support of captured Iraqi dictator Saddam Hussein, who had
been paying $25,000 to the families of successful suicide
bombers. But the remaining terrorists still try daily “to
convince us to doubt our prospects, to distrust one another
and to believe that the battle against them cannot be won
or is not worth the costs,” the secretary said.
The greatest tribute that can be paid to
those who went to work at the Pentagon September 11, 2001,
and never went home again as well as to the 1.3 million
Americans who have served in Afghanistan, Iraq and the Persian
Gulf, said Rumsfeld, is to do “everything possible
to fight the extremists wherever they are.” (See related
Vice President Cheney, who joined Rumsfeld
and Pace in paying tribute to lives lost, said September
11 “is a day of national unity.”
When the government shifted to a war footing
five years ago, the U.S. mission was clear, Cheney said:
“To defend America against a present danger and to
offer a democracy and hope as the alternative to extremism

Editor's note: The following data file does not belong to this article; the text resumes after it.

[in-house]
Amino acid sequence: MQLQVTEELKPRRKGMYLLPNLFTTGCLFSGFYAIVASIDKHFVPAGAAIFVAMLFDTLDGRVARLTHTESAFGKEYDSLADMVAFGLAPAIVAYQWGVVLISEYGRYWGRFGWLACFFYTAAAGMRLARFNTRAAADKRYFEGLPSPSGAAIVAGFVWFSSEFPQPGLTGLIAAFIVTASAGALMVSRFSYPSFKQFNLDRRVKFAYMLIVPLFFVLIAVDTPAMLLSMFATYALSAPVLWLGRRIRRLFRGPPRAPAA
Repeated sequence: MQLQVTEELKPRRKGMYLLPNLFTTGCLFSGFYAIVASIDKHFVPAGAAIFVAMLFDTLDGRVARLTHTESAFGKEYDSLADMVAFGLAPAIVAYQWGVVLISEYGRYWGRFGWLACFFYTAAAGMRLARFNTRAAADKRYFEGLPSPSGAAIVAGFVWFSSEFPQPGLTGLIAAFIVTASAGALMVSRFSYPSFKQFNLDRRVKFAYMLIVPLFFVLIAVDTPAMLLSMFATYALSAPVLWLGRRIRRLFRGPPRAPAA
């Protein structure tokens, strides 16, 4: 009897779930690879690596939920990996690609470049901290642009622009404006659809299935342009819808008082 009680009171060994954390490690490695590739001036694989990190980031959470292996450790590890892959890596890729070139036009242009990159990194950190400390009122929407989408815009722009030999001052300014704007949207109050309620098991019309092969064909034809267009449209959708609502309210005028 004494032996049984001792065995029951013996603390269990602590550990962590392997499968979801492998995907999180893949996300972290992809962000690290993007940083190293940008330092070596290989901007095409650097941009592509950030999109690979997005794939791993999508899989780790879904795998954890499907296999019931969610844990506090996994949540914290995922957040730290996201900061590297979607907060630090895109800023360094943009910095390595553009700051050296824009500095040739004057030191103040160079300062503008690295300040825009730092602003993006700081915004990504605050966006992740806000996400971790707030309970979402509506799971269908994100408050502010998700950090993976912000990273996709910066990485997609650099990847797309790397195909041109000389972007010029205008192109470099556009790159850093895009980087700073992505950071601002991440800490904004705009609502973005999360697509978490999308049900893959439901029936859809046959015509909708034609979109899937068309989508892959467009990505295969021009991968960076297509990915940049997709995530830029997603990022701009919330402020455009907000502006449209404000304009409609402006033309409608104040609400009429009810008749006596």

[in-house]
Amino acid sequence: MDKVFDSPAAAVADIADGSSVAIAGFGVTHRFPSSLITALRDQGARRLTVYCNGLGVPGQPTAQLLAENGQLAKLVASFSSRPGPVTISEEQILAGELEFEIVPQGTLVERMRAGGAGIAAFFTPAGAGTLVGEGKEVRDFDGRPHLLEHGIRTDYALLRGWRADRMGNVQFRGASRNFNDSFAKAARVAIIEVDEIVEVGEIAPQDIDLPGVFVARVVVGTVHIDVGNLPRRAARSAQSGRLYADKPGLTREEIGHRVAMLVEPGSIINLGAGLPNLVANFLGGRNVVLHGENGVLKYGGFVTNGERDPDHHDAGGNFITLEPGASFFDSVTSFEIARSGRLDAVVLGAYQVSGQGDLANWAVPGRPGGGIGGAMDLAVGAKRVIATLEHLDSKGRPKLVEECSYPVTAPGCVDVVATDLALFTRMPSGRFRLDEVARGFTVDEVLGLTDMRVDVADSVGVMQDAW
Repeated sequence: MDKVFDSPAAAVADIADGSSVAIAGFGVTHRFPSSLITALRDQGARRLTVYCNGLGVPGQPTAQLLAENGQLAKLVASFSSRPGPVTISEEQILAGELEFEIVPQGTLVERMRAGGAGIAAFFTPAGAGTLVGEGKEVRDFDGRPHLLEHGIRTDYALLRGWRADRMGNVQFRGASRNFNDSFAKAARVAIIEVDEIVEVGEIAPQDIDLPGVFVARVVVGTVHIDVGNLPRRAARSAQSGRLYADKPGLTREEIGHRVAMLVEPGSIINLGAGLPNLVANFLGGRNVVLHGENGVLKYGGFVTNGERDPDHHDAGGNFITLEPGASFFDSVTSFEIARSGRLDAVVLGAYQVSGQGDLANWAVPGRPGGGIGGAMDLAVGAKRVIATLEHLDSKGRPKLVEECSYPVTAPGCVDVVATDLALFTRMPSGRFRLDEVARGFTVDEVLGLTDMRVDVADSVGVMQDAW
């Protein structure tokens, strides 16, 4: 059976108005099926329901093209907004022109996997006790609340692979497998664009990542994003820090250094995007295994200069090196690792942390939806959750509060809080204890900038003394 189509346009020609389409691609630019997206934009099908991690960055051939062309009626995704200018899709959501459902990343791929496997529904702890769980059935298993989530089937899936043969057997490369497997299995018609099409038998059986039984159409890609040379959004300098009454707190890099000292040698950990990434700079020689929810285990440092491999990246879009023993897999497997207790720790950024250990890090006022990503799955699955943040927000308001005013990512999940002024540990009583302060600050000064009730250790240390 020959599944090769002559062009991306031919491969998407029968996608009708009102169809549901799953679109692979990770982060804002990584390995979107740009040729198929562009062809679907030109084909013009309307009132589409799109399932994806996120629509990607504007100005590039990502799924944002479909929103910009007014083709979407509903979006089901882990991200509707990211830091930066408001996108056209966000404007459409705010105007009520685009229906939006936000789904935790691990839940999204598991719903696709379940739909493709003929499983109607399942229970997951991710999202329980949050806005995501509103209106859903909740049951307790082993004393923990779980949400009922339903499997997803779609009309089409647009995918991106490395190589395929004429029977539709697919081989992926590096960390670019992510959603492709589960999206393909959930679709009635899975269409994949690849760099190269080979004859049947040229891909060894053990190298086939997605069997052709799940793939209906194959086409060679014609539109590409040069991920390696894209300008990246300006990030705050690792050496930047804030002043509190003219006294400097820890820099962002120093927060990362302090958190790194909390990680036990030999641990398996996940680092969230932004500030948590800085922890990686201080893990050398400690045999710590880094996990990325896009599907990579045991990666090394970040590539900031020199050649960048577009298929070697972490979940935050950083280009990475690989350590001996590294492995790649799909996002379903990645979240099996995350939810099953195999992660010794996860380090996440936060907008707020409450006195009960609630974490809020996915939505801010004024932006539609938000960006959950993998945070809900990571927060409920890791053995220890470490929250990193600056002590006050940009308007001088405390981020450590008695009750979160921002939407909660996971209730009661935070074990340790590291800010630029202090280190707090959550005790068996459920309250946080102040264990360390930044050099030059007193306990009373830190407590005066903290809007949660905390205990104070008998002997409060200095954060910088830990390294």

and terror.” (See related
FROM THE UNITED NATIONS
In New York City, U.N. Secretary-General
Kofi Annan called on U.N. member states to honor the 9/11
victims and victims of terrorism everywhere by taking swift
action to implement all aspects of the Global Counter-Terrorism
Strategy, which was adopted by the U.N. General Assembly
on September 8.
“In this way,” Annan said, “they
will demonstrate the international community’s unwavering
determination to defeat terrorism.” The global terrorism
strategy underlines the resolve of all governments to address
the conditions conducive to the spread of terrorism, prevent
and combat terrorism in all its forms, and strengthen the
individual and collective capacity of states and the United
Nations to do so – while ensuring the protection of
human rights, Annan said.
The September 11 attacks “cut us all
to the core, for they were an attack on humanity itself,”
All 191 members of the United Nations agreed